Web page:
Believe me, I’m not defending the Republicans here either. They chased short term votes and caused the party long term harm. But the process where this all played out was a muddy disgusting mess, in which frankly not a lot of politicians distinguished themselves as particularly heroic. Some deserve credit as less opportunistic than others, and that’s as far as that goes.

By the '70s the shift had already happened.

The real split happened in the 1964 Democratic convention in Atlantic City. Some Southern states had two sets of delegates - the traditional all white set, and a new insurgent set that was integrated. There was a massive battle at that convention about who to seat. I forget exactly how it turned out. During that election, Goldwater campaigned on states rights. I actually think he honestly did this for constitutional and not racial reasons, but it played really well in the South. In 1968 Nixon used the Southern strategy very successfully, and by 1972 the party had totally moved away from the traditional Southern Democrats.

You’re quite right that the older Northern Democrats were often no paragons of virtue. Remember the first African American Senator in the 20th century was a Republican.

I was referring to a visible example of such - but that doesn’t mean that those problems hadn’t been there for awhile - look at the example of Louise Day Hicks in Boston. She was a powerful figure, she didn’t advance civil rights at all, to say the least, and she was a Democrat all her life.

A similar thing could be said about Sam Yorty although his allegiance to the Democratic Party wavered in his old age.

I feel we’re talking over details now, though - the point has been pretty well made.

That’s overstated. Jimmy Carter won the South in 1976; and in 1992, Clinton carried Arkansas, Tennessee, Georgia, Kentucky, and Louisiana. In 1996, he held all of those states except Georgia, and added Florida.

I used to live in Boston, so I know the situation well. I wonder if the difference was that in the South the leaders of the Democratic party shifted allegiance for the most part, while in the North most of the leaders supported civil rights and didn’t shift. Since people like Hicks (who wasn’t really a typical politician) had to stay a Democrat or be marginalized. Add to that the fact that the Republican Party in Massachusetts wasn’t racist in the least - see Brooke. Yorty was a politician, but the same thing probably holds. I suspect Southern Republicans pre-1964 were so feeble anyone joining who could get elected could easily take over.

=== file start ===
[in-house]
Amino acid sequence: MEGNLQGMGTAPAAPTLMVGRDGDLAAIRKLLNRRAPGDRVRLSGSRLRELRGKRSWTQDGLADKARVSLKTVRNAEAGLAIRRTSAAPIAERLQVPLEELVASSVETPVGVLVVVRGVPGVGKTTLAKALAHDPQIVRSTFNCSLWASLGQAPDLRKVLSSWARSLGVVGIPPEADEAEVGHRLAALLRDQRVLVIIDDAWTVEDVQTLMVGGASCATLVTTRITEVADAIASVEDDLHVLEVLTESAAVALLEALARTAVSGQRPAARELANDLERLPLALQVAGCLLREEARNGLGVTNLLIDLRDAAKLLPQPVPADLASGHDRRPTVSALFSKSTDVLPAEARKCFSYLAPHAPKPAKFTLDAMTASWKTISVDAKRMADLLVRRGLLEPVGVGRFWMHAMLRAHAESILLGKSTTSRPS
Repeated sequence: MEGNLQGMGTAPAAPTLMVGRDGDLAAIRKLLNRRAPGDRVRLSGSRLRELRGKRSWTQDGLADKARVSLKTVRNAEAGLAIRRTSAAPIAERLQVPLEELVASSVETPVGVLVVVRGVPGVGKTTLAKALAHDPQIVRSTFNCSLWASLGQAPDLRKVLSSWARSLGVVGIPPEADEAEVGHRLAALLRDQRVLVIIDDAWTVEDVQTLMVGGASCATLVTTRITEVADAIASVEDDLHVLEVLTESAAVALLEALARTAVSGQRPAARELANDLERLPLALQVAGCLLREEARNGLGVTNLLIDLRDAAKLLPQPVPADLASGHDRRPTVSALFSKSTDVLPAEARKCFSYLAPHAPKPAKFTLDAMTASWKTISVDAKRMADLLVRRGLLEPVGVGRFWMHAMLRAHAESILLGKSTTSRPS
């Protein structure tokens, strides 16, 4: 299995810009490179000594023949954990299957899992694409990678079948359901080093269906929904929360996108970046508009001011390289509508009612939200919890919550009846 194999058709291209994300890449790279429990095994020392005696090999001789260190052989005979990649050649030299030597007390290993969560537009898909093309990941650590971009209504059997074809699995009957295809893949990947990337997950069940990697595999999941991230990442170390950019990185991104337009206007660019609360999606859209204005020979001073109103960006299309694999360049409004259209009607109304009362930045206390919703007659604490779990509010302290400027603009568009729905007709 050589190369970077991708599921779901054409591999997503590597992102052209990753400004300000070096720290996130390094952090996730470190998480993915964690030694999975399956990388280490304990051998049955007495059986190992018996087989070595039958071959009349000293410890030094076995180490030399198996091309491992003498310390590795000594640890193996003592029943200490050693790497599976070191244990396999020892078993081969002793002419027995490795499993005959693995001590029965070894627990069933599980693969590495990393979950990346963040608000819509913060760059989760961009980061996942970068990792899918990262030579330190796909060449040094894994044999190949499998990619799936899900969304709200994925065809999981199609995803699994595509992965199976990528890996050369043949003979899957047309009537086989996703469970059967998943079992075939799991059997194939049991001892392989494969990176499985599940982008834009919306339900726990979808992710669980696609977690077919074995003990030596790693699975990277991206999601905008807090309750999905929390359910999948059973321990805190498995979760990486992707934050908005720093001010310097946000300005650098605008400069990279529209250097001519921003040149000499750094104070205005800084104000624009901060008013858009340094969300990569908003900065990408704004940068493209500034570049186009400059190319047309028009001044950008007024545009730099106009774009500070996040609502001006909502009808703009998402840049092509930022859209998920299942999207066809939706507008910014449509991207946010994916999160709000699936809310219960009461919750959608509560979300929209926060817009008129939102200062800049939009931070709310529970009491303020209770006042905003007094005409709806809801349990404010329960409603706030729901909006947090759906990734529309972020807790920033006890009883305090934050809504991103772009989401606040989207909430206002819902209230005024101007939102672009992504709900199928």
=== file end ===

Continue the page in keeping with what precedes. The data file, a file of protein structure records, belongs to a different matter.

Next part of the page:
Following the Civil War, the south always voted as a block for the Democratic Party, in opposition to the Republicans and Abe Lincoln.

It was not until the 1964 election, with Barry Goldwater as candidate, that the voters there realized that their political philosophy was MUCH more in line with the Republicans/conservatives, and the 1964 election was the first time they voted (as a block) for the Republicans. I always thought it was pretty funny, that they had been voting based on a 100-year-old tradition with no thought whatsoever that times had changed. It took Goldwater (then seen as extreme right-wing) and LBJ pushing for civil rights to make them realize that’s where their [del]rotten racist[/del] hearts were.

How far do you think “Ask not what your country can do for you – ask what you can do for your country” would go in today’s let the federal government take care of everything for you lifestyle?

While growing up in the in rural NE Tennessee, our family’s interpretation of that quote had more to do with getting off your ass and doing something instead of sitting around and waiting for the next gubbermint check to roll in.